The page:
To this day, 13 years post-diagnosis, I am still prone to having conscious/unconscious battles. I am past the “woe is me” period that tried to knock me sideways at first, but I still have pacing issues that lay bare any ineffectiveness I attribute to myself.Read More
Trigeminal neuralgia feels like a vicious affair, and it is still hard to know who came first, TN or MS. Being a lover of Shakespearean drama, they would tell you they arrived around the same time.Read More
Some days I go through life like a half-baked version of Cinderella. There’s promise at 8 AM, but by 11 AM my fairytale book is closed until further notice. In the background, that all-important clock keeps ticking forward, but my body is in a rut: sleeping, eating, exercising, resting, more eating, more sleeping and back again. And […]Read More
Can you recall what life was like before this craziness started? Nope? Neither can I. There is a bit of mental derailing going on right now. Fatigue is back with a vengeance. I am so excellent in not sleeping well, that when I do, it’s a reason to organise a party, or rather, a pyjama […]Read More
When physical restraints curb your potential, you realise that you want so more from your life. Life is moving forward outside your medically induced world, and you feel annoyed when healthy people don’t realise the worth of their bodies, their unused potential.Read More
Life with MS is about adaptation. What you can do, however, is listen to the voice of reason, no matter how hard it might seem. It might say that you will need time, rest, medicines, a decent medical team and a seriously good dose of positivity to go through life.Read More
Research shows that MS-related anxiety usually happens shortly after being diagnosed, while some doubt it does not result from the physical process of MS itself.
Not so fast, buster!
I begged to differ.Read More
Earlier this year, my right eye behaved erratically because of a significant amount of stress that led to ongoing optic neuritis. My eye doctor recommended several times that reducing stress levels as well as cutting back on laptop, smartphone and TV use would be beneficial.Read More
Have you ever wondered, “What exactly is my purpose on our little shining blue ball floating around in our vast universe?” Have you? Congratulations, so have I! It took me the better part of my teenage years to get to the stage where I thought, “Yes! Eureka! Yes, I found out what I am doing […]Read More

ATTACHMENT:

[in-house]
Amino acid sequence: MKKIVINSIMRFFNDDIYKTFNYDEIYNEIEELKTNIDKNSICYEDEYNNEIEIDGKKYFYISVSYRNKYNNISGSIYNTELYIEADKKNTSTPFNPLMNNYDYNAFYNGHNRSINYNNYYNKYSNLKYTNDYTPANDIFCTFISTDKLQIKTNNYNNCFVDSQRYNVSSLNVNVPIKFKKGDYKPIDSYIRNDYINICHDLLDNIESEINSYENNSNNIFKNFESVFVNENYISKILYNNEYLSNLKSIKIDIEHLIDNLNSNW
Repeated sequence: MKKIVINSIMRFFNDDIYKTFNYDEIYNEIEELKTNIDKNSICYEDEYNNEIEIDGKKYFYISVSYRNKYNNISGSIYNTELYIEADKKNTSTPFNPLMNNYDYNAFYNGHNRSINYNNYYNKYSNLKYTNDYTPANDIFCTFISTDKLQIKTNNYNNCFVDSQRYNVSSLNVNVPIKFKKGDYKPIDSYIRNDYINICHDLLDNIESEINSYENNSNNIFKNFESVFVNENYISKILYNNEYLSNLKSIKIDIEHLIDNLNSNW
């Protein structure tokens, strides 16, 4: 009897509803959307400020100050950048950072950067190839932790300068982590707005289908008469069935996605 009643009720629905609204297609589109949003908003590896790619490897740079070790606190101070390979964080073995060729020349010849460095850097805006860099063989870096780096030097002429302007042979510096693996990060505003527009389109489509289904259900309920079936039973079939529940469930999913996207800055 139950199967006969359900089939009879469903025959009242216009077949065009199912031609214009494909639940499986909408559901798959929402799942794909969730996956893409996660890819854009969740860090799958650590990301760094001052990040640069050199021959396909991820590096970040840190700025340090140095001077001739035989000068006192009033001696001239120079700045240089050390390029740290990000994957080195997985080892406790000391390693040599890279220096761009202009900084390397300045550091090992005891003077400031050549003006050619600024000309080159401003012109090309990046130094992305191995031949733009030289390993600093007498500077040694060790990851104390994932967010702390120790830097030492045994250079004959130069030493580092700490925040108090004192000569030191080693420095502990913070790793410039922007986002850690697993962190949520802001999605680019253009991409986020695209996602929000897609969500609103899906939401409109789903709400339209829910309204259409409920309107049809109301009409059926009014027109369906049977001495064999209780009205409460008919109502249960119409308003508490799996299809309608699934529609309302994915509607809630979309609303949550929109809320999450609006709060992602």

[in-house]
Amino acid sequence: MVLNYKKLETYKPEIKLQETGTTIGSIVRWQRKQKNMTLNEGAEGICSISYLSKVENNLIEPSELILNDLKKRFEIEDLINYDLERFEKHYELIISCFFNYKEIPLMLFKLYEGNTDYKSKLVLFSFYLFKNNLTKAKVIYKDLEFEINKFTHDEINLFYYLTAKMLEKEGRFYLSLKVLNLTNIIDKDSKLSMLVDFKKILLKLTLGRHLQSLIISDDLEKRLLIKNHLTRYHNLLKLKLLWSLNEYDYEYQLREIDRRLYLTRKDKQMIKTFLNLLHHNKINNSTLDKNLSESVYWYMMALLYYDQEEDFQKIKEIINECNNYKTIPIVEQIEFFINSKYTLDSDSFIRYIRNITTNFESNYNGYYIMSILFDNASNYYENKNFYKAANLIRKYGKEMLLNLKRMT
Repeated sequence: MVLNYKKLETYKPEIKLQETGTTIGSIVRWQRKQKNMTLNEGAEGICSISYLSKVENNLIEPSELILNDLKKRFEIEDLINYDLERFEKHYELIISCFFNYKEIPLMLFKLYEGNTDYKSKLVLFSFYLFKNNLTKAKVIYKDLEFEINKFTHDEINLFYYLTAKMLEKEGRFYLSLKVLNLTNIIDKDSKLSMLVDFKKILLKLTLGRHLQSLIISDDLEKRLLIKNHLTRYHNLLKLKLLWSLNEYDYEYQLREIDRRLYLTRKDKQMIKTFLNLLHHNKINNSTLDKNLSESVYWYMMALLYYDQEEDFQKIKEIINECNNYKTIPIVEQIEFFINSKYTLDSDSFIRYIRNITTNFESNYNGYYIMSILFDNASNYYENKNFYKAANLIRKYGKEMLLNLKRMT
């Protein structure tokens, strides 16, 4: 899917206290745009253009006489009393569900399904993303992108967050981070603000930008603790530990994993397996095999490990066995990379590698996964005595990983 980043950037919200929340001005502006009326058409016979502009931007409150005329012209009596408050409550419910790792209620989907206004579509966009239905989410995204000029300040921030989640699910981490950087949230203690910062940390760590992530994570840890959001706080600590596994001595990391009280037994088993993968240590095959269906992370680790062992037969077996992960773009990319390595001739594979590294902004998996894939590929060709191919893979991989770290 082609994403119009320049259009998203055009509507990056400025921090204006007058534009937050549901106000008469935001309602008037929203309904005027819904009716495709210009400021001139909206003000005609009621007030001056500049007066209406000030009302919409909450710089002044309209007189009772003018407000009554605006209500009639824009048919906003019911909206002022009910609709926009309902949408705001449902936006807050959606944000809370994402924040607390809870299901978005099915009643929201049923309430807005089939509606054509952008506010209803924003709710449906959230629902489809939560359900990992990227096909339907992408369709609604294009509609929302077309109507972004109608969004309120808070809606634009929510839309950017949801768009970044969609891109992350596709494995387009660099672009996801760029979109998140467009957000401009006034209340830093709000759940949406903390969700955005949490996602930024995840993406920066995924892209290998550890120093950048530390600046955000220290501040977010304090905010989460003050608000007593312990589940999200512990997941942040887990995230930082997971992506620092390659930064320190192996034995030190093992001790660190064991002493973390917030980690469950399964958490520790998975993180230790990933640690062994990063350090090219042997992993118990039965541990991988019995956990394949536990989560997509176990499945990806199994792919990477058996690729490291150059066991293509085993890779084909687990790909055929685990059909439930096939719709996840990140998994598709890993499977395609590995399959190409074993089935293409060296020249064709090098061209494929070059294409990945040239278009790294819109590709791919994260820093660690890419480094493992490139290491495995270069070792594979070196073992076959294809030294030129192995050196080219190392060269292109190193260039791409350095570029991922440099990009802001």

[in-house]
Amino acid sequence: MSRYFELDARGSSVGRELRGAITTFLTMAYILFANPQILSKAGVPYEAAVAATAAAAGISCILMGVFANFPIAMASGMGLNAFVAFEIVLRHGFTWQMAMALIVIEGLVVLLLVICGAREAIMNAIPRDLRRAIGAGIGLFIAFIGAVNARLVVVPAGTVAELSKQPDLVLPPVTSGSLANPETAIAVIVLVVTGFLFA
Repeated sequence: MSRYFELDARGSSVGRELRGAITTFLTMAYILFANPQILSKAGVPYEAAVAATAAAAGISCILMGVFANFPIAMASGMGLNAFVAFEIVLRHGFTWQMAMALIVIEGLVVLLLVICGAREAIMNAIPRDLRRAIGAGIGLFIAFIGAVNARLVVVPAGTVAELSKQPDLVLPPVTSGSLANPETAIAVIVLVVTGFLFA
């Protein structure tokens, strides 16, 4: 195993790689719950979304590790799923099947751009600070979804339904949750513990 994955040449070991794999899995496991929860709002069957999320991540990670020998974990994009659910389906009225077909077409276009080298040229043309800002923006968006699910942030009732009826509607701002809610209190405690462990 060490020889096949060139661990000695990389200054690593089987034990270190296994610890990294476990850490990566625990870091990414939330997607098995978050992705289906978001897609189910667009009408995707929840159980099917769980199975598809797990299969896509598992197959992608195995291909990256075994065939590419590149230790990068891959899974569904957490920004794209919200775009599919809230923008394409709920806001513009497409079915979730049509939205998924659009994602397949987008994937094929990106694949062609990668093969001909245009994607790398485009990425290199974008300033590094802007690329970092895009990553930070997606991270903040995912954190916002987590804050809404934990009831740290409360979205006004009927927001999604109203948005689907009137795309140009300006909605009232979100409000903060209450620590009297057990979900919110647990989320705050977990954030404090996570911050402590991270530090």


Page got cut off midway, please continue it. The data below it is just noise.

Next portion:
Originally posted on Ireland, Multiple Sclerosis & Me:
Injection needle, fridge. Taking out another pre-filled syringe to ward of future multiple sclerosis relapses. To others? A scary thing, a daily habit they could not fathom. To me? Now, the fluid of my life. For my life. It feels cold in my hand, but warm to…
I didn’t dumb down, I just kinda go dumber depending on my physical state of being before regaining some speed again.
My neuropsychologist pointed out that sometimes, my ability to handle particular mental tasks may skip the F1 pole position, but that brain training was a great way to stop the decline.Read More
Oh, you can bet I am willing, I am usually more than willing. When physical restraints curb your potential, you realise that you want so more from your own life, and out of your own reality. Life is moving forward outside your medically induced world, and you feel annoyed when healthy people don’t realise the worth of their bodies, their unused potential. It simply reminds you that being chronically ill sucks.Read More
Today, I joke about not being perfect or about my mind behaving like a repetitive software update that refuses to stick after a few busy days. I may add that my bones rattle and that I have a Club Med-type relationship with three different hospitals, my primary care physician and my pharmacy. Or, I forget my name, fall asleep at fancy receptions, need an hour to cut three peppers and two onions and sometimes need to nag to myself to get things done.Read More
You can channel your inner delightfully, dazzling diva while wearing pyjamas, dog-shaped winter socks, leg warmers and your turban hair towel.
You can drag your duvet to the living room, watch Romeo + Juliet and cry for an hour afterward because Leo died when he shouldn’t have (Damn you William Shakespeare!)Read More
“To many, life with MS can seem like a book where letters have been replaced by numbers or where the cover can be too hard or too soft for its content. Because of this, I don’t want them to see what MS can turn into. I refuse to show them that there is no cure, I refuse to give them a reason to give up on me. In my view, it is very much a case of the illness being mine, but the tragedy theirs if I let them.”Read More
“Following that, I hit writer’s block faster than you can say ‘ABC’. That writer’s block has reached the ‘XYZ’ stage, so I’m nearing a muse that sounds, tastes and smells like coffee.
Where I am funnily always full of ideas.
Away from notebooks and pens, I scrapped another item from my bucket list in September.”Read More
Nevertheless, positivity, when faced with chronic illness, is not a cure. It never will be. That doesn’t mean I can’t slander myself, right? Hitting the nerve, as it were. If my central nervous system is allowed to hit me, I am as authorised to hit back. Three times over.Read More